(b) Once the guns have initialized, the POC will initiate a verification mission, specifying a converged sheaf, charge, shell-fuze combination, and lot, using BCS (SYS;SETUP, GUNORD;X). This will produce firing data at the LCU which the POC records. Next, the POC removes X from the GUNORD field and re-executes the mission to all howitzers. The AFCS at each howitzer will compute firing data, the chiefs will report, charge, deflection, Quadrant, and fuze time if applicable to the POC.




The POC will compare the data computed by the AFCS to the data computed by the LCU. The data must agree within the following tolerances:







Version 10 or Higher

Fuze Time:



.1 sec


Fuze VT:



1 sec





1 mil





1 mil



Verification missions must be conducted after initialization, or when an AFCS or LCU has powered down and powered back up again, or when a significant change to the database occurs. A significant change is one or more of the following: change in MET, MVVs, or registration corrections. Howitzer's location is not considered a change, if the howitzer's location was properly verified by an independent means. Comparison between the AFCS data and the LCU data, highlights gross inaccuracies in muzzle velocities, ammunition, fire unit, met, registration corrections, and powder temperature.

b. Phase II: Conduct Tactical Movement:

(1). Howitzer:

(a) After initialization is complete, the guns are given movement orders and a PTM with firing limits by the POC. The movement order includes the guns proposed location, left and right limit, center sector, and movement radius. The POC will use the location and radius provided by the Gunnery Sergeant to compute firing limits.




NOTE: Different training areas have different regulations concerning how far from the "firing point" a gun can be in order for the computed safety data to be considered valid. Whatever this limit is, the POC should include that as the radius of the position area when they send the movement orders to the guns. Then, during survivability movement, as long as the CS stays within the circle on his NAV screen he will be safe and firing limits do not have to be computed a second time. The PTM includes the appropriate charge, max QE, min QE, and fuze settings. This data is recorded and applied in the following manner: Max QE is input as max tube elevation, min QE as load elevation. Left and right firing limits were sent in the movement order.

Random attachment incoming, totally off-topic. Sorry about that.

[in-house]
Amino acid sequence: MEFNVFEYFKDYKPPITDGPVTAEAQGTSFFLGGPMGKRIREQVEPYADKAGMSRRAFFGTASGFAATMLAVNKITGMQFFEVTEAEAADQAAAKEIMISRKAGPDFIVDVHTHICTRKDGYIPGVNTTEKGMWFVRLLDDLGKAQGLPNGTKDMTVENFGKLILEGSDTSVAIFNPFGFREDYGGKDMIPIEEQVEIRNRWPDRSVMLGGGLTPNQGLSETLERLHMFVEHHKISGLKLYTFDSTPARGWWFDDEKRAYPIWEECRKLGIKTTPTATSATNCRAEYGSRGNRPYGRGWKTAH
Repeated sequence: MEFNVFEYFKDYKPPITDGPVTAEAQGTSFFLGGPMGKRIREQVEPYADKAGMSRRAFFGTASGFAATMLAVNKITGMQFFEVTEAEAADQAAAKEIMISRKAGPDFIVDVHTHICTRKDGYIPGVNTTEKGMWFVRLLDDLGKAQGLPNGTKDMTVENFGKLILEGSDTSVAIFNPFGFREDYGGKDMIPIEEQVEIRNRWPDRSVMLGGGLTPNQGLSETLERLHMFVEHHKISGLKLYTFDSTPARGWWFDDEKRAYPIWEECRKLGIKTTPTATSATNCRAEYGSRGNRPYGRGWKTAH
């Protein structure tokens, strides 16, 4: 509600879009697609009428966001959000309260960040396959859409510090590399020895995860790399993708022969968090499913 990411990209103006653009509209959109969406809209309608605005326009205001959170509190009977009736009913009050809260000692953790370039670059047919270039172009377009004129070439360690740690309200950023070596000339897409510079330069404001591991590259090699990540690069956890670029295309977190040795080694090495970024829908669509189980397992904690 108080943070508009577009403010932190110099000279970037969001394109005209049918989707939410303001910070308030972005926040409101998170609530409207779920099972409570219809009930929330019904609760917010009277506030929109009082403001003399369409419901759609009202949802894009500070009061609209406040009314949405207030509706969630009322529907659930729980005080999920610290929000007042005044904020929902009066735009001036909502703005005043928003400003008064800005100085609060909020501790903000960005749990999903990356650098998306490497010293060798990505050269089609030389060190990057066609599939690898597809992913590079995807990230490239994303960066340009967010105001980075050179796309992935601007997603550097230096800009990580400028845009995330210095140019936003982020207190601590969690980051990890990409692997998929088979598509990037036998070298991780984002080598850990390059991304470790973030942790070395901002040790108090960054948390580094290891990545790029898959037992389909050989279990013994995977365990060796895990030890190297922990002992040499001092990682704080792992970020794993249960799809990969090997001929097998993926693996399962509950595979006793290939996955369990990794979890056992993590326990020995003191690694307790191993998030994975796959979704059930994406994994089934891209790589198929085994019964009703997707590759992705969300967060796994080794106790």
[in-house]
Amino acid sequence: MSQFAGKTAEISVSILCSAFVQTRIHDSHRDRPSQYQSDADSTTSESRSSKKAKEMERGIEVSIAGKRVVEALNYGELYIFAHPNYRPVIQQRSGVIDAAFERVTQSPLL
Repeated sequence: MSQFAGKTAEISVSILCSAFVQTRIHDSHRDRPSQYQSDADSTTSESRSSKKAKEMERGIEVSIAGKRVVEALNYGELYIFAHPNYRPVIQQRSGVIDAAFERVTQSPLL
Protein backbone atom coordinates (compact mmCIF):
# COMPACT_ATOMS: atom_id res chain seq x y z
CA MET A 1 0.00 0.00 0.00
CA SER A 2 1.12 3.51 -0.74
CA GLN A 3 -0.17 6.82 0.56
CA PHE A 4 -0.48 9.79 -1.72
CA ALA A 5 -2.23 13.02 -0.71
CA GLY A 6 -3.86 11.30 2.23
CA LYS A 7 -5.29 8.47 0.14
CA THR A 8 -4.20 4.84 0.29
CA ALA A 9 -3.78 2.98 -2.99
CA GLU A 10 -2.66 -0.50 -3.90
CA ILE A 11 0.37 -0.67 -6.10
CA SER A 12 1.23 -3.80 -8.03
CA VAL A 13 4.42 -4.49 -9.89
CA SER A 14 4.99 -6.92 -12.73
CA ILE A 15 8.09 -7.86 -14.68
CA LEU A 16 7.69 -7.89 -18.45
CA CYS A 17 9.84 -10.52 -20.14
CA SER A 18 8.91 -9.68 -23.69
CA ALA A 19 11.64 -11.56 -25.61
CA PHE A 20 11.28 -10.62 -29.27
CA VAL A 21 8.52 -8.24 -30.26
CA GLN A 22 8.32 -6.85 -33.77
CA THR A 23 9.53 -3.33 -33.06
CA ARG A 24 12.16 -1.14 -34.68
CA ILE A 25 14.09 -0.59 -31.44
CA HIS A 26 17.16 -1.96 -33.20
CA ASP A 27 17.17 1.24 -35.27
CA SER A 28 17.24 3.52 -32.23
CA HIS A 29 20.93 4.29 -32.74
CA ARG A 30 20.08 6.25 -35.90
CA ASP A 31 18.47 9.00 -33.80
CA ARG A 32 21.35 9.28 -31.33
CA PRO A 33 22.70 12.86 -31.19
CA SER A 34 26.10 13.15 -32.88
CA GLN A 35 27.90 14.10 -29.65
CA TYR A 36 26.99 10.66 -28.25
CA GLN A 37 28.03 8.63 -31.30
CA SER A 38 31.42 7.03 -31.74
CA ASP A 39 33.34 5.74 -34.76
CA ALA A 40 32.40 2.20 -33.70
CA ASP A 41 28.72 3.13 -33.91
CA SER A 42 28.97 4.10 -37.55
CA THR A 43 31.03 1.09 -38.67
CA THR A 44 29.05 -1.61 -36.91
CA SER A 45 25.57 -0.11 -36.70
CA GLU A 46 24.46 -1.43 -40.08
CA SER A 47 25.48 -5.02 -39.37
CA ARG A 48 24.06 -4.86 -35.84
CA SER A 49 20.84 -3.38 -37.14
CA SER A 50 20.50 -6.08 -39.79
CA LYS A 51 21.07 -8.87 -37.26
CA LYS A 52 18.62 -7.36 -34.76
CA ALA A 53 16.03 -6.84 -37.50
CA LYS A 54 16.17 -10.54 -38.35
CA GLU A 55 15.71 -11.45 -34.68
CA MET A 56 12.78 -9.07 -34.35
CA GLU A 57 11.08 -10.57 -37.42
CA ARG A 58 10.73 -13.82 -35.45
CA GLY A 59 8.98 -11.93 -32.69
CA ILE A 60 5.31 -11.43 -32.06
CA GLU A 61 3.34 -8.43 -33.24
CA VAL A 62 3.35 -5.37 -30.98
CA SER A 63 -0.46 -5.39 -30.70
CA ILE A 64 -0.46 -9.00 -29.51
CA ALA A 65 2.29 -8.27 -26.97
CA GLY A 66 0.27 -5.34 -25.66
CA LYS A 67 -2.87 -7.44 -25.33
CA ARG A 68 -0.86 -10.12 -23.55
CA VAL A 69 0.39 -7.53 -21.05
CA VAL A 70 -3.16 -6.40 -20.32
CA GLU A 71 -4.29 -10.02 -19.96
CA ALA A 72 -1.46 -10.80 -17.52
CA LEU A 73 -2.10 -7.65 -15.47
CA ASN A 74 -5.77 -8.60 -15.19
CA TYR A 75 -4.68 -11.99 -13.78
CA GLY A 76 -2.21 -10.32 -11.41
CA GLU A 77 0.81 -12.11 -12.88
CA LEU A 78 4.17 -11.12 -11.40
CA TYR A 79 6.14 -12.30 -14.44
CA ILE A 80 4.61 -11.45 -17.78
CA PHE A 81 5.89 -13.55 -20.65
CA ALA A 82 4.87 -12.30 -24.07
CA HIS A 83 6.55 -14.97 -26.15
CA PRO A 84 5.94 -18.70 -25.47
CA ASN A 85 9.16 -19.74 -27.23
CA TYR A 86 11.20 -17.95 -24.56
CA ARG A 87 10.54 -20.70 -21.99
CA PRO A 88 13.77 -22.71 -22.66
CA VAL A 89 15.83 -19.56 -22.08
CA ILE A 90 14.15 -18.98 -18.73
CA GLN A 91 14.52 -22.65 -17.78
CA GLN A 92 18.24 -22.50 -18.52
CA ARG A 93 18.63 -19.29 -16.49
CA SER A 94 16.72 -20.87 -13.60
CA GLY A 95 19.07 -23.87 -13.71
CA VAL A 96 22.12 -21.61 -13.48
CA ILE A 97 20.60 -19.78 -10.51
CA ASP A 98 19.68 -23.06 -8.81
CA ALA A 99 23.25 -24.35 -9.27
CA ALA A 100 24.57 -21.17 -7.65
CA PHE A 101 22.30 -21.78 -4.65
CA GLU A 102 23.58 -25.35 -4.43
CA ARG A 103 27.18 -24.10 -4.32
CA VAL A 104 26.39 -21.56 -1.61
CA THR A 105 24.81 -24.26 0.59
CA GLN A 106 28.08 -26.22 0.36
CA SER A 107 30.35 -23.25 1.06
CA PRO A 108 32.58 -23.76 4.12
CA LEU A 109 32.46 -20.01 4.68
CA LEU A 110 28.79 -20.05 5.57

(b) If the tactical move is less than 27 kms, ZUPTs are performed and no faults detected, the howitzers begin occupation procedures. If faults are detected, acknowledge (ack) fault and perform appropriate level of degraded operations IAW Appendix A. If movement is greater than 27 kms or ZUPTs not performed, conduct NAV update at an SCP prior to arrival. Along the route of march close to the battalion release point or at an R3SP there will be one (1) to four (4) SCPs set up as described in chapter 3, survey operations. The platoon arrives at the SCP and performs a Navigation Update. Upon completion of the NAV Update, complete movement.

(2) POC: The POC will transmit movement orders to the guns, sending them to a position area. Included in the movement order will be the left and right sector limits, which will be the left and right safety limits, center sector, grid coordinates, and radius.

















c. Phase III - Occupation of Position:

(1) Howitzer:

(a) Upon arriving at the position area, occupy position IAW the following flow chart:































Once the howitzer stops, the section chief records his position from the steer to screen, and verifies the direction of the howitzer. Concurrent with this action, the howitzer's location is independently verified by the section chief, PLT SGT, GSG or the platoon leader. Next, the section chief presses the arrive key which automatically transmits the piece location to the POC. Simultaneously, the driver releases the travel lock and the other members of the section conduct pre-fire checks.

(b) After verifying direction, the chief actions the MAX tube elevation screen, and determines/inputs a one-line site entry between his left and right sectors of fire. He then enters his MIN QE as his load elevation. These entries will cause a warning message to be displayed on the DU if the firing limits are violated, except for load elevation.


(c) Once these checks are completed, the gun is considered safe and ready to fire. It should take no longer than 2 minutes. Now the CS can direct position improvement, which includes, but is not limited to verifying boresight, establishing alternate aiming points, establish 6400 mil site data, transmit updated piece status to POC.

(2) POC:

(a) Verifies location as received from each howitzer.

(b) Verifies mask data and compares against min QE. Adjusts guns load elevation if required.

(c) Verifies azimuth of fire, left/ right limit and max/ min quadrant for each howitzer and again computes or transmits safety limits to any gun that needs it.

(d) Conducts a verification mission if required (i.e. new MET, MVVs, or registration corrections).

d. Phase IV - During Firing:

(1) Howitzer Crew:

(a) Section Chief Announces Fire Commands.

(b) Driver will record commands on the 4513.